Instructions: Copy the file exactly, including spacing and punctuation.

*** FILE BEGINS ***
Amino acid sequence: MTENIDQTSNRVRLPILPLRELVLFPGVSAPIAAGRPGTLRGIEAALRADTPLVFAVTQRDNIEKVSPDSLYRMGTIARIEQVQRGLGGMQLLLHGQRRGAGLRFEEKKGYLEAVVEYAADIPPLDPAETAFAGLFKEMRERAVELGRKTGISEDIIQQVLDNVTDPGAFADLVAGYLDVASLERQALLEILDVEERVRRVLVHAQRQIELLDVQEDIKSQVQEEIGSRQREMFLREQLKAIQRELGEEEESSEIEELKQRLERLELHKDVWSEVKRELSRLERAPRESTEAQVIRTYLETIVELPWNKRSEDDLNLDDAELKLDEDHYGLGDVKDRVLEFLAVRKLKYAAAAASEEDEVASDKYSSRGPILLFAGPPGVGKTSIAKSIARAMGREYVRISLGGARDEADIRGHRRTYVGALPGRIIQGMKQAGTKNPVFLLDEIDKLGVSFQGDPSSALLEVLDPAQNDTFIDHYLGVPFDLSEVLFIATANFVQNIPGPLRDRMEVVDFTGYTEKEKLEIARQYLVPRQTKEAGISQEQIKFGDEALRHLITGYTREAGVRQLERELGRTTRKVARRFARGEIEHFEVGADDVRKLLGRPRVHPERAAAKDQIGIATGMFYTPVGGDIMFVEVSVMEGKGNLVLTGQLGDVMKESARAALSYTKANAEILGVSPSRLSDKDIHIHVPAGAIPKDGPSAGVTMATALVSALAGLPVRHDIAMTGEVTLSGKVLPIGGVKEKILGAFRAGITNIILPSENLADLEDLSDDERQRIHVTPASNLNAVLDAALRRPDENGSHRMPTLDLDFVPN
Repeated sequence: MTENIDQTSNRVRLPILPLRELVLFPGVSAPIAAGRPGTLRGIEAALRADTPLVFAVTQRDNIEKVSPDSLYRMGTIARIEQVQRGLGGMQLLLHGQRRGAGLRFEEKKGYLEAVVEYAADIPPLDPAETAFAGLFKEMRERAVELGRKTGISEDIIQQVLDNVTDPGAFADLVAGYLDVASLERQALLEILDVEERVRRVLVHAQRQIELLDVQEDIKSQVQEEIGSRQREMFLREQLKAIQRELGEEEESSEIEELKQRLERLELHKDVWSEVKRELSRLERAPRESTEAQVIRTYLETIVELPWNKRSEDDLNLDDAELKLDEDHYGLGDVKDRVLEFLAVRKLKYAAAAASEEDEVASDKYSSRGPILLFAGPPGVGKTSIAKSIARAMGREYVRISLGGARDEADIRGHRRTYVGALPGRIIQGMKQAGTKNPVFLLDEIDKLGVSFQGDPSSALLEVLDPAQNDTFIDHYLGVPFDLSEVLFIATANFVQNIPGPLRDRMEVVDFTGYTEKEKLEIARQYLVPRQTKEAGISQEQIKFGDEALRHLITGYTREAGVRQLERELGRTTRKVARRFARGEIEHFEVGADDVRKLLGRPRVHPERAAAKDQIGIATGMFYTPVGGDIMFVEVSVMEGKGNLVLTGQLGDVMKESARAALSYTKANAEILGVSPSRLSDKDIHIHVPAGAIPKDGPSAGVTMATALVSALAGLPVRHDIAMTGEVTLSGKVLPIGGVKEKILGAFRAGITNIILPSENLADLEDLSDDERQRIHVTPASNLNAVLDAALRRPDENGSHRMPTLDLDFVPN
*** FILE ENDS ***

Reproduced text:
Amino acid sequence: MTENIDQTSNRVRLPILPLRELVLFPGVSAPIAAGRPGTLRGIEAALRADTPLVFAVTQRDNIEKVSPDSLYRMGTIARIEQVQRGLGGMQLLLHGQRRGAGLRFEEKKGYLEAVVEYAADIPPLDPAETAFAGLFKEMRERAVELGRKTGISEDIIQQVLDNVTDPGAFADLVAGYLDVASLERQALLEILDVEERVRRVLVHAQRQIELLDVQEDIKSQVQEEIGSRQREMFLREQLKAIQRELGEEEESSEIEELKQRLERLELHKDVWSEVKRELSRLERAPRESTEAQVIRTYLETIVELPWNKRSEDDLNLDDAELKLDEDHYGLGDVKDRVLEFLAVRKLKYAAAAASEEDEVASDKYSSRGPILLFAGPPGVGKTSIAKSIARAMGREYVRISLGGARDEADIRGHRRTYVGALPGRIIQGMKQAGTKNPVFLLDEIDKLGVSFQGDPSSALLEVLDPAQNDTFIDHYLGVPFDLSEVLFIATANFVQNIPGPLRDRMEVVDFTGYTEKEKLEIARQYLVPRQTKEAGISQEQIKFGDEALRHLITGYTREAGVRQLERELGRTTRKVARRFARGEIEHFEVGADDVRKLLGRPRVHPERAAAKDQIGIATGMFYTPVGGDIMFVEVSVMEGKGNLVLTGQLGDVMKESARAALSYTKANAEILGVSPSRLSDKDIHIHVPAGAIPKDGPSAGVTMATALVSALAGLPVRHDIAMTGEVTLSGKVLPIGGVKEKILGAFRAGITNIILPSENLADLEDLSDDERQRIHVTPASNLNAVLDAALRRPDENGSHRMPTLDLDFVPN
Repeated sequence: MTENIDQTSNRVRLPILPLRELVLFPGVSAPIAAGRPGTLRGIEAALRADTPLVFAVTQRDNIEKVSPDSLYRMGTIARIEQVQRGLGGMQLLLHGQRRGAGLRFEEKKGYLEAVVEYAADIPPLDPAETAFAGLFKEMRERAVELGRKTGISEDIIQQVLDNVTDPGAFADLVAGYLDVASLERQALLEILDVEERVRRVLVHAQRQIELLDVQEDIKSQVQEEIGSRQREMFLREQLKAIQRELGEEEESSEIEELKQRLERLELHKDVWSEVKRELSRLERAPRESTEAQVIRTYLETIVELPWNKRSEDDLNLDDAELKLDEDHYGLGDVKDRVLEFLAVRKLKYAAAAASEEDEVASDKYSSRGPILLFAGPPGVGKTSIAKSIARAMGREYVRISLGGARDEADIRGHRRTYVGALPGRIIQGMKQAGTKNPVFLLDEIDKLGVSFQGDPSSALLEVLDPAQNDTFIDHYLGVPFDLSEVLFIATANFVQNIPGPLRDRMEVVDFTGYTEKEKLEIARQYLVPRQTKEAGISQEQIKFGDEALRHLITGYTREAGVRQLERELGRTTRKVARRFARGEIEHFEVGADDVRKLLGRPRVHPERAAAKDQIGIATGMFYTPVGGDIMFVEVSVMEGKGNLVLTGQLGDVMKESARAALSYTKANAEILGVSPSRLSDKDIHIHVPAGAIPKDGPSAGVTMATALVSALAGLPVRHDIAMTGEVTLSGKVLPIGGVKEKILGAFRAGITNIILPSENLADLEDLSDDERQRIHVTPASNLNAVLDAALRRPDENGSHRMPTLDLDFVPN